A linguistic study of the word "Dude"

What follows is a paper I wrote for my linguistics class. Plagiarize this and I'll hunt down you and your immediate family.

For my study I have chosen the word “dude.” It is a word that I use often without thinking about its meaning, so I thought it would be interesting to subject it to a modern linguistic analysis.

Phonetics and Phonology

The IPA (International Phonetic Alphabet) transcription of “dude” is /dud/.* The word is often lengthened--[du:d]--and is sometimes rounded--[duwd]--but these phonetic differences do not make a difference semantically.

* The Oxford English Dictionary transcribes it as /dju:d/.


“Dude” consists of one free morpheme, dude.* The most common affix taken is the suffix -ical, which changes the noun “dude” into the adjective “dudical.” This process is phonologically similar to that which changes the adjective “rad” into the adjective “radical.” “Dudical,” however, differs in meaning with the adjective dude-ish; the former is similar to the adjectives “cool” or “awesome” and can refer to any noun, whereas “dudish” describes how much of a dude an individual is.** There are many other less common forms. Though dude is currently used to refer to a person of either gender, the suffix -ette was once added to denote a female “dude”*** (this was more common during the 1980s, when the phrase “dudes and dudettes” served the same purpose--though in a different register--as the phrase “ladies and gentlemen”). The suffix -ness can be added to create the noun dude-ness (operating in the same way as other -ness nouns, such as black-ness and bright-ness). The Oxford English Dictionary defines “dudeness” (along with “dudedom,” “dudery,” and “dudism”) as “the state, style, character, or manners of a dude.” Like certain other -ness nouns (such as high-ness), dude-ness can be used as a proper noun (“His Dudeness” is used in the same way as “His (Royal) Highness”). “Dude” can also take the Spanish determiner “el” and the Spanish suffix -erino (creating “El Duderino”****). “Duder” (dude-er), a semantically-equivalent alternate for “dude,” was used in the film Bill and Ted’s Excellent Adventure. Additionally, The Cassell Dictionary of Slang offers the alternative “dudester” (“a person, irrespective of gender”).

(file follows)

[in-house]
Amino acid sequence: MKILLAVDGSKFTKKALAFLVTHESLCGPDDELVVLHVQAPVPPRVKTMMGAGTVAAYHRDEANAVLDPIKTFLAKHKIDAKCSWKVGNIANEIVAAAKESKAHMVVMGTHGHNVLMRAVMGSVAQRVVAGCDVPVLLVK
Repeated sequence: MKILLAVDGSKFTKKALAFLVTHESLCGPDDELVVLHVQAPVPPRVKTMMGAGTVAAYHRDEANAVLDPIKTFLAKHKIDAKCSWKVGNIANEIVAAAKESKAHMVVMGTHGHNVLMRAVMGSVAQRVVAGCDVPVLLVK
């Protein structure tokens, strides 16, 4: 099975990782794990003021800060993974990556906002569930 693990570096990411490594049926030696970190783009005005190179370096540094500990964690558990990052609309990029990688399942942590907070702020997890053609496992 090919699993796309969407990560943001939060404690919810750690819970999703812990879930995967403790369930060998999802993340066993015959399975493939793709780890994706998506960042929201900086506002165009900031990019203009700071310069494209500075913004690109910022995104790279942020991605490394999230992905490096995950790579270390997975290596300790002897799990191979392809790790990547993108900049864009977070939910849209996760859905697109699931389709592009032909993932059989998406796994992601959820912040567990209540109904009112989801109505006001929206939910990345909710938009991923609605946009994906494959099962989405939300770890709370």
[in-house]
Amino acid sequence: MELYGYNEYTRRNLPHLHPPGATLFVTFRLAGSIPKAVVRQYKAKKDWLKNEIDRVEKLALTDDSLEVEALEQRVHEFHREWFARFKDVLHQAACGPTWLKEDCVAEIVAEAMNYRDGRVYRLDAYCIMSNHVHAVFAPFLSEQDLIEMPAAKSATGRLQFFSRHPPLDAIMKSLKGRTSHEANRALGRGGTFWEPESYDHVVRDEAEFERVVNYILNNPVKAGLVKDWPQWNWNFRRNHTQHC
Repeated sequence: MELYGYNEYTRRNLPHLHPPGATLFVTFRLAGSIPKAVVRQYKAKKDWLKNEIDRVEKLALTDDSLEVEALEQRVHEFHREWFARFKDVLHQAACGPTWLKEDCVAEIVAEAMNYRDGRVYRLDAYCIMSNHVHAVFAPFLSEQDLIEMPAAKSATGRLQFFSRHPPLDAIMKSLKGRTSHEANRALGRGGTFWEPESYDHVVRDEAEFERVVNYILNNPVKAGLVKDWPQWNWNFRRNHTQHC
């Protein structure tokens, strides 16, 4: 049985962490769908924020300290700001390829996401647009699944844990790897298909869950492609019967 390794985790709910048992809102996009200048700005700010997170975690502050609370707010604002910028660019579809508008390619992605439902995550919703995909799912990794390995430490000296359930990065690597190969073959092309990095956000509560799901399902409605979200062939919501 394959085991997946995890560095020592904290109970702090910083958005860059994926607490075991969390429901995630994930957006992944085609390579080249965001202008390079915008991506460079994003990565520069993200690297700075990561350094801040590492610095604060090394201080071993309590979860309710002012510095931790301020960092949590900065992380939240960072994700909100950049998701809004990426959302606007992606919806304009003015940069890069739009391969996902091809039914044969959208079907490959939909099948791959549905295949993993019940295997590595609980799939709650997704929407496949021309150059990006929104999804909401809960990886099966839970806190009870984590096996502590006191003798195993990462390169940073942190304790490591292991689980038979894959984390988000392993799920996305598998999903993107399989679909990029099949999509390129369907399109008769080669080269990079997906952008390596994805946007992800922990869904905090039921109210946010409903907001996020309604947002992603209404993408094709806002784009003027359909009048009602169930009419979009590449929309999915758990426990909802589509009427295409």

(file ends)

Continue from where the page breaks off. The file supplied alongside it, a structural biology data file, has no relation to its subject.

* The affixes listed in this paragraph are all bound morphemes.
** The OED defines “dudish” as “characteristic of a dude” or “foppish.”
*** According to the OED, a female dude is a “dudess” or a “dudine”--though I have never heard these forms.
**** “His Dudeness” and “El Duderino” are very uncommon forms. I have only heard the former once or twice in my life, and the latter only once, in the Coen brothers’ film The Big Lebowski (the main character in this film calls himself “the Dude,” and offers “El Duderino” as an acceptable alternative).


“Dude” is a noun (N), and can take all determiners appropriate for nouns (proper or otherwise) describing a person or a group of people.* The noun “dude” does not take any complements (such as “in,” “with,” “about,” etc.). When used as a verb, however, it takes the complement “up”: to “dude up” means to dress oneself up (like a dude). The verb phrase (VP) “dude up” can be further modified into the adjective phrase (AP) “duded up” (meaning “dressed up”).